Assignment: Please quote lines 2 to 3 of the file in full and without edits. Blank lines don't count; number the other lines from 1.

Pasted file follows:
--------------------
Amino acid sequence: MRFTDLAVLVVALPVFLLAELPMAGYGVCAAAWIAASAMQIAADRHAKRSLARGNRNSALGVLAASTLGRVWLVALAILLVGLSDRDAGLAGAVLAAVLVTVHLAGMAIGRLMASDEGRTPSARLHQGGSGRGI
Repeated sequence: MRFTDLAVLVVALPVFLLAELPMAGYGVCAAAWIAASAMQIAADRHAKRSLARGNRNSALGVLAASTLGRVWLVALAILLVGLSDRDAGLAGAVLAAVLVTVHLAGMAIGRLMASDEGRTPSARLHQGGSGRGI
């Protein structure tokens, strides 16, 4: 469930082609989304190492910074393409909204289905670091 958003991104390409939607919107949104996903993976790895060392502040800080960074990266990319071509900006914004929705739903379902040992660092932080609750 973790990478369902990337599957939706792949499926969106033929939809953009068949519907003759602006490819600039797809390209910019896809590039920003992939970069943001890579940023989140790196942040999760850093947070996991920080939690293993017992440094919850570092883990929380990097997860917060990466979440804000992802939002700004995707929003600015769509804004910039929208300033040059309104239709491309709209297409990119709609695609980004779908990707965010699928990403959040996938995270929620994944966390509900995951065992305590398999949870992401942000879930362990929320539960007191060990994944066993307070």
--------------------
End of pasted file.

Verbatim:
Repeated sequence: MRFTDLAVLVVALPVFLLAELPMAGYGVCAAAWIAASAMQIAADRHAKRSLARGNRNSALGVLAASTLGRVWLVALAILLVGLSDRDAGLAGAVLAAVLVTVHLAGMAIGRLMASDEGRTPSARLHQGGSGRGI
């Protein structure tokens, strides 16, 4: 469930082609989304190492910074393409909204289905670091 958003991104390409939607919107949104996903993976790895060392502040800080960074990266990319071509900006914004929705739903379902040992660092932080609750 973790990478369902990337599957939706792949499926969106033929939809953009068949519907003759602006490819600039797809390209910019896809590039920003992939970069943001890579940023989140790196942040999760850093947070996991920080939690293993017992440094919850570092883990929380990097997860917060990466979440804000992802939002700004995707929003600015769509804004910039929208300033040059309104239709491309709209297409990119709609695609980004779908990707965010699928990403959040996938995270929620994944966390509900995951065992305590398999949870992401942000879930362990929320539960007191060990994944066993307070």